Friday, 28 August 2015

Toxy: Hackable HTTP Proxy To Simulate Server Failure Scenarios And Unexpected Network Conditions

Toxy: Hackable HTTP Proxy To Simulate Server Failure Scenarios And Unexpected Network Conditions

toxy is a fully programmatic and hackable HTTP proxy to simulate server failure scenarios and unexpected network conditions, built for node.js/io.js.

It was mainly designed for fuzzing/evil testing purposes, when toxy becomes particularly useful to cover fault tolerance and resiliency capabilities of a system, especially in service-oriented architectures, where toxy may act as intermediate proxy among services.

toxy allows you to plug in poisons, optionally filtered by rules, which essentially can intercept and alter the HTTP flow as you need, performing multiple evil actions in the middle of that process, such as limiting the bandwidth, delaying TCP packets, injecting network jitter latency or replying with a custom error or status code.

toxy can be fluently used programmatically or via HTTP API. It's compatible with connect/express, and it was built on top of rocky, a full-featured middleware-oriented HTTP proxy.

Requires node.js +0.12 or io.js +1.6

Why toxy?

There're some other similar solutions like toxy in the market, but most of them do not provide a proper programmatic control and usually are not easy to hack, configure and/or extend. Additionally, most of the those solutions only operate at TCP level stack instead of providing high-level abstraction to cover common requirements of the specific domain and nature of the HTTP protocol, like toxy does.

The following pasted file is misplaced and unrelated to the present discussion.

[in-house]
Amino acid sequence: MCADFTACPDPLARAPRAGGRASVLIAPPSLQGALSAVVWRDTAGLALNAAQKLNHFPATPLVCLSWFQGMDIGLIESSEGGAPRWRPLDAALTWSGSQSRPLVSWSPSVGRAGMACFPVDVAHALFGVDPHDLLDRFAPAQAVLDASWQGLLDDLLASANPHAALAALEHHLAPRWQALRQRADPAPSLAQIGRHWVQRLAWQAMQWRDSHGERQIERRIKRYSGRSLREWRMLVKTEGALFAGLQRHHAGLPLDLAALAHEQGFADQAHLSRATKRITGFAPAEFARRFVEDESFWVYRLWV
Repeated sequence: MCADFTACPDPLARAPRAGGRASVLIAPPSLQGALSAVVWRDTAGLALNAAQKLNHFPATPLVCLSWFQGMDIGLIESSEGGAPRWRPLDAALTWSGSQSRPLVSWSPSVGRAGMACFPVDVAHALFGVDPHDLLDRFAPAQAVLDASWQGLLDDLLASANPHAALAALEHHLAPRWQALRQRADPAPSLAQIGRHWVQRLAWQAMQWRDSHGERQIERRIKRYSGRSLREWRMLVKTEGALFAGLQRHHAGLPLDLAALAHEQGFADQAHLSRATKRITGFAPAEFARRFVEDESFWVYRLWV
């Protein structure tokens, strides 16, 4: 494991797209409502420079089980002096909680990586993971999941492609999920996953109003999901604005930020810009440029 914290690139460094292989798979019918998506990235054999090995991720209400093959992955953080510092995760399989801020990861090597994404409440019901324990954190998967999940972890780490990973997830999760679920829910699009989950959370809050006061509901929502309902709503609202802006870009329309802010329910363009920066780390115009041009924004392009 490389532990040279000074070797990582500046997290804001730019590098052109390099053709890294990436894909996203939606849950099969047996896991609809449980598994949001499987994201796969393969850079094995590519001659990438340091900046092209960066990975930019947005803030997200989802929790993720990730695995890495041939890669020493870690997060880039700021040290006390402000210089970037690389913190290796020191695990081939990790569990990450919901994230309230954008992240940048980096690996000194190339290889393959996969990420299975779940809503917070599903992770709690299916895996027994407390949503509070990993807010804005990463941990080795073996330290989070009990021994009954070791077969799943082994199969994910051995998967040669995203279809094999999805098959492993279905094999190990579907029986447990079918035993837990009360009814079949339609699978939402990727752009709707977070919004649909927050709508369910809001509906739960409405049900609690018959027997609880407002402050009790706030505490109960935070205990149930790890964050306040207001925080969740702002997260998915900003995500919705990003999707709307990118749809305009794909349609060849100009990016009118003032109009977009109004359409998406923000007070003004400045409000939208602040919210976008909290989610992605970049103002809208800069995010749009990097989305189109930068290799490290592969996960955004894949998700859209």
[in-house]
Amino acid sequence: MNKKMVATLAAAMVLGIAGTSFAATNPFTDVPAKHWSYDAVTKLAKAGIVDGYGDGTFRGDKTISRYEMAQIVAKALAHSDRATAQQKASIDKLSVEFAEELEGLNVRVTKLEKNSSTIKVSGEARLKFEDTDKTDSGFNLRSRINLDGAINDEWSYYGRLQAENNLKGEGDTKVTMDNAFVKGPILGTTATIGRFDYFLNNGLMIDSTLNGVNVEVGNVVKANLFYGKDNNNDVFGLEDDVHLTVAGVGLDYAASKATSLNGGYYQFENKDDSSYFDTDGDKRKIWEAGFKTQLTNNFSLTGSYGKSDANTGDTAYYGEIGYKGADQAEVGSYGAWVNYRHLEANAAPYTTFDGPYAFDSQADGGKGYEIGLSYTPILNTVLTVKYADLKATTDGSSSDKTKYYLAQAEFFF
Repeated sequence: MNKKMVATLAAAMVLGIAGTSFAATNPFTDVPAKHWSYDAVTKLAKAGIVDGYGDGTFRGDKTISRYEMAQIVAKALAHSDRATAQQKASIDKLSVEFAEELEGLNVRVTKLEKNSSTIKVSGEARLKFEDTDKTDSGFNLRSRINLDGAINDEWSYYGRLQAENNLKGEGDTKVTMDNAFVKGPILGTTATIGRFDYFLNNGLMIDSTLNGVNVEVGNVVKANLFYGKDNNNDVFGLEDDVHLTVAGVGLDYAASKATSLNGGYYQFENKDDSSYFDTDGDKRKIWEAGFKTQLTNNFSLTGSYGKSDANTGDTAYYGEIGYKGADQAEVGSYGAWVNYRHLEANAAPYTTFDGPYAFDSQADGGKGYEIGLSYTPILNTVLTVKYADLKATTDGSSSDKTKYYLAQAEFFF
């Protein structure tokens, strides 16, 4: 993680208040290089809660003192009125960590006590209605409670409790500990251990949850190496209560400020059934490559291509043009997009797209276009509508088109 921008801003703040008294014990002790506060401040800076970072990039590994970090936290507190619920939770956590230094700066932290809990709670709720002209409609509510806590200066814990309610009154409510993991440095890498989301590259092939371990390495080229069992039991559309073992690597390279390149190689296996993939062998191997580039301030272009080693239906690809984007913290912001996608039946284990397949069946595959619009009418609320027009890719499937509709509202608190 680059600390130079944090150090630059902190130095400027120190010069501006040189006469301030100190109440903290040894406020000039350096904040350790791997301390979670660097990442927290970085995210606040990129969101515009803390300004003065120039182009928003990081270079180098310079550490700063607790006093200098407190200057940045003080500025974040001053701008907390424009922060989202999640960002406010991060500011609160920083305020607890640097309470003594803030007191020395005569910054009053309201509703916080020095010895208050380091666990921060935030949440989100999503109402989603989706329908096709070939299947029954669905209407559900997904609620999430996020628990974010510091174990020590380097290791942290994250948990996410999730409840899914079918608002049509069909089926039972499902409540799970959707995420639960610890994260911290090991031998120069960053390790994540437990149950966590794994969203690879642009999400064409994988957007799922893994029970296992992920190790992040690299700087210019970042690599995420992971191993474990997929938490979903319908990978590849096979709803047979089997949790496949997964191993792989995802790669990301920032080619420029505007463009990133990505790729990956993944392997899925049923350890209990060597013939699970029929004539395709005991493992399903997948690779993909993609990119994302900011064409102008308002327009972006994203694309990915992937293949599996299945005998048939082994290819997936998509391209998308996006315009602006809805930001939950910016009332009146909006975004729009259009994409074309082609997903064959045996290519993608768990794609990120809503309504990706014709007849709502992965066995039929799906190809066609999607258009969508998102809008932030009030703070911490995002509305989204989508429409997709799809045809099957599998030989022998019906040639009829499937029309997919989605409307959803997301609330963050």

toxy provides a powerful hackable and extensible solution with a convenient abstraction, but also a low-level interface and programmatic capabilities exposed as a simple, concise and fluent API, with the implicit power, simplicity and fun of node.js.


toxy introduces two core directives that you can plug in the proxy and should knowing before using: poisons and rules.

Poisons are the specific logic to infect an incoming or outgoing HTTP flow (e.g: injecting a latency, replying with an error). HTTP flow can be poisoned by one or multiple poisons, and poisons can be plugged to infect both global or route level incoming traffic.

Rules are a kind of validation filters that can be reused and applied to global incoming HTTP traffic, route level traffic or into a specific poison. Their responsability is to determine, via inspecting each incoming HTTP request, if the registered poisons should be enabled or not, and therefore infecting or not the HTTP traffic (e.g: match headers, query params, method, body...).

How it works

↓   ( Incoming request )  ↓
↓           |||           ↓
↓     ----------------    ↓
↓     |  Toxy Router |    ↓ --> Match the incoming request
↓     ----------------    ↓
↓           |||           ↓
↓     ----------------    ↓
↓     |  Exec Rules  |    ↓ --> Apply configured rules for the request
↓     ----------------    ↓
↓           |||           ↓
↓     ----------------    ↓
↓     | Exec Poisons |    ↓ --> If all rules passed, then poison the HTTP flow
↓     ----------------    ↓
↓        /       \        ↓
↓        \       /        ↓
↓   -------------------   ↓
↓   | HTTP dispatcher |   ↓ --> Proxy the HTTP traffic, either poisoned or not
↓   -------------------   ↓


npm install toxy



Post a Comment

Note: only a member of this blog may post a comment.

Toggle Footer